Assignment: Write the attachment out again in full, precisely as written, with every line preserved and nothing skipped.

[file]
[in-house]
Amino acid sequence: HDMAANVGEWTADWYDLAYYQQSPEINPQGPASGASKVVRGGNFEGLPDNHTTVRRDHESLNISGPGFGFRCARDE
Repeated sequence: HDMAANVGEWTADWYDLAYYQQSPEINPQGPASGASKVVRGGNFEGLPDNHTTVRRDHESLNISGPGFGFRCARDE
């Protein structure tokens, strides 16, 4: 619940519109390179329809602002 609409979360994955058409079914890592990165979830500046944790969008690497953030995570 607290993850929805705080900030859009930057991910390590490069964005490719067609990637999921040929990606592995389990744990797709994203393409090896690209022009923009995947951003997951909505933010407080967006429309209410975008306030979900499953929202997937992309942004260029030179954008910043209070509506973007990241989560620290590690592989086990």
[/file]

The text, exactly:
[in-house]
Amino acid sequence: HDMAANVGEWTADWYDLAYYQQSPEINPQGPASGASKVVRGGNFEGLPDNHTTVRRDHESLNISGPGFGFRCARDE
Repeated sequence: HDMAANVGEWTADWYDLAYYQQSPEINPQGPASGASKVVRGGNFEGLPDNHTTVRRDHESLNISGPGFGFRCARDE
């Protein structure tokens, strides 16, 4: 619940519109390179329809602002 609409979360994955058409079914890592990165979830500046944790969008690497953030995570 607290993850929805705080900030859009930057991910390590490069964005490719067609990637999921040929990606592995389990744990797709994203393409090896690209022009923009995947951003997951909505933010407080967006429309209410975008306030979900499953929202997937992309942004260029030179954008910043209070509506973007990241989560620290590690592989086990």